_____________________________________________________________________________

    4. The Susquehanna Aquatic Biodiversity Network A Professional Development Workshop

    The Pennsylvania Sea Grant is hosting a special professional development opportunity for science teachers in the Chesapeake watershed. After completing the workshop, your school is eligible for field trip assistance and a grant that may be used for transportation, substitute pay, or materials.

    Middle and High School Science Teachers in the Chesapeake Watershed

    September 23- 25, 2011

    Millersville University, Lancaster County, PA

    Participants accepted on a first-come, first-served basis. Free lodging is available for a limited number of out-of-town participants.

    For an application, please contact:

    Ann M. Faulds

    Penn State University, Pennsylvania Sea Grant

    Associate Director Delaware River Office

    1350 Edgmont Avenue, Suite 2570

    Chester, PA 19013

    215-806-0894

    Fax 206-984-9617

    afaulds@psu.edu

    _____________________________________________________________________________

    5. Earth Science Week Contests Announced for 2011

    Take part in the following contests to celebrate Earth Science Week. This year’s celebration takes place Oct. 9-15, 2011.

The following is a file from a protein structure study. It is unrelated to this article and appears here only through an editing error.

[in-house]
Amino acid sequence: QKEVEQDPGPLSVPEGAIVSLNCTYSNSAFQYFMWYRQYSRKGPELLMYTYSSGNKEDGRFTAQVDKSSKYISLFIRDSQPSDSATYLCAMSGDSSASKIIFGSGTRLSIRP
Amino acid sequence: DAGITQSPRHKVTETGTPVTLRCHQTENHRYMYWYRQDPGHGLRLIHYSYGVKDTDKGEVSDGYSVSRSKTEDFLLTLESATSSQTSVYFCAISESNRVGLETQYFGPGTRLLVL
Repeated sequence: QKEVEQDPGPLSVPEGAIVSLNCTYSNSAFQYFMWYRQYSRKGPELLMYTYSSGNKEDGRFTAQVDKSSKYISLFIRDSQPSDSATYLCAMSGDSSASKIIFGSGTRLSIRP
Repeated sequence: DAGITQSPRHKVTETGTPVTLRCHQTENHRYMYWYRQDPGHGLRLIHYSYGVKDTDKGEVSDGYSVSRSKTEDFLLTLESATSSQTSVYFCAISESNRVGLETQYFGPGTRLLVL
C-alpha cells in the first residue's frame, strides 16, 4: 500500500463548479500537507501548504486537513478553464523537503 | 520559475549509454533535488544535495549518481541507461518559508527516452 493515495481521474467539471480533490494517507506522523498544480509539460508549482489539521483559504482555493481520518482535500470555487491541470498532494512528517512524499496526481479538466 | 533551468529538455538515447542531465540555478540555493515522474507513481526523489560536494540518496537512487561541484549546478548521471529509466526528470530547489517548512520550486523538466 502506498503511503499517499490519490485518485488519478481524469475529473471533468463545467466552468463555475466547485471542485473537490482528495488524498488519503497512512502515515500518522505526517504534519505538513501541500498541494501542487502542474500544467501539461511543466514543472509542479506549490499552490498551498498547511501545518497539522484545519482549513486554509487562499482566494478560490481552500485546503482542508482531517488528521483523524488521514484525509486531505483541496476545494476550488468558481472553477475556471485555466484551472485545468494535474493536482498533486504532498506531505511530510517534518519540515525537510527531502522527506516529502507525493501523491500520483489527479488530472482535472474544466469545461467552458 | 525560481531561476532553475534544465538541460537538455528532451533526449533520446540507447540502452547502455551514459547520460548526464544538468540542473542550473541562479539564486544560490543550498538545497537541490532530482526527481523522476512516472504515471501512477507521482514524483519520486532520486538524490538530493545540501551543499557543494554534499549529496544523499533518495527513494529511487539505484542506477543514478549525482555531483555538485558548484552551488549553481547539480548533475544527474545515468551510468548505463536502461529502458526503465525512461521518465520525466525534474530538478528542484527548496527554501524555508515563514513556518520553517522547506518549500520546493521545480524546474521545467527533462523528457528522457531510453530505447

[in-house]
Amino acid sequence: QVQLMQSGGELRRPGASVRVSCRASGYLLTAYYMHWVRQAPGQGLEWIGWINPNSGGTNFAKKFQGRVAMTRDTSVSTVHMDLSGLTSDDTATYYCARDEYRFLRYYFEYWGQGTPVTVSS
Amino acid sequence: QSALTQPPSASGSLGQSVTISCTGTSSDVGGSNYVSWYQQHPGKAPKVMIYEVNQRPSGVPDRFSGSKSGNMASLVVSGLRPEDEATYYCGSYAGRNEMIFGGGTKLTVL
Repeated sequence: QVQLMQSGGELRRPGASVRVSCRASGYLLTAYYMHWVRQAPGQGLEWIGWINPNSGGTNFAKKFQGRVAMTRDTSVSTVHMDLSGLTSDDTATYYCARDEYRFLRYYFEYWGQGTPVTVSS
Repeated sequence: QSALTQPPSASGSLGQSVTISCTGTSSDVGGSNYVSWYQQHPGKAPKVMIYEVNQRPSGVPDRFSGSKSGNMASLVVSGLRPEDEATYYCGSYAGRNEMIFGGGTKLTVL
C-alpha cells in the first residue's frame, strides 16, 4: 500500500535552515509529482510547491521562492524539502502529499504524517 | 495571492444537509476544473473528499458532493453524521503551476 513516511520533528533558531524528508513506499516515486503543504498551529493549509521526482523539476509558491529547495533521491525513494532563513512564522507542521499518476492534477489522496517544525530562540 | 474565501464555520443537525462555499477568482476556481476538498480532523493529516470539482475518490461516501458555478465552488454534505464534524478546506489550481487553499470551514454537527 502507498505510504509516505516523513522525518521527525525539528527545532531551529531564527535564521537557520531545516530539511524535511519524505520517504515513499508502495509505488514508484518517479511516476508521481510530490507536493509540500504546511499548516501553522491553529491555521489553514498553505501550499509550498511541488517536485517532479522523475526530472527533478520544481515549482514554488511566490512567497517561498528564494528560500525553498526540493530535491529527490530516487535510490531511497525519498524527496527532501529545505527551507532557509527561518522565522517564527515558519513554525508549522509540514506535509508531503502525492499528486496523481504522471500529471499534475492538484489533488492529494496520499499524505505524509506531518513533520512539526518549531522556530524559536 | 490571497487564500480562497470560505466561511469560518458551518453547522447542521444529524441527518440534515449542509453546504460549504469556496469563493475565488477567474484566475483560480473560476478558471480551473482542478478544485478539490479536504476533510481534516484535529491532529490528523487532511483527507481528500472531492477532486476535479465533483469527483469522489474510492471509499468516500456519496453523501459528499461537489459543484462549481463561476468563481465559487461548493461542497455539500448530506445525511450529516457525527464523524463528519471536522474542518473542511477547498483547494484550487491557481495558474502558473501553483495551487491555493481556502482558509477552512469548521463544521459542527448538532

Earth Science Week 2011 Photography Contest — Open to All Ages

    http://www.earthsciweek.org/contests/photography/index.html

    The American Geological Institute is sponsoring a photography contest to celebrate Earth Science Week 2011. Photographs should focus on the topic “A World of Change in My Community.” The contest is open to any resident of the United States. Participants should submit pictures that show how their areas are influenced by environmental changes. Entries may be submitted electronically or by mail. Only one entry will be accepted per person. Entries are due Oct. 14, 2011.

    Earth Science Week 2011 Visual Arts Contest — Open to Students in Grades K-5

    http://www.earthsciweek.org/contests/visualarts/index.html

    The American Geological Institute is sponsoring a visual arts contest to celebrate Earth Science Week 2011. Artwork should focus on the topic “Picturing Our Ever-Changing Earth.” The contest is open to students in grades K-5 who are residents of the United States. Participants should submit an original two-dimensional visual arts project that shows ways in which Earth’s air, water, land and living things change over time. Entries are due Oct. 14, 2011, and must be submitted by mail.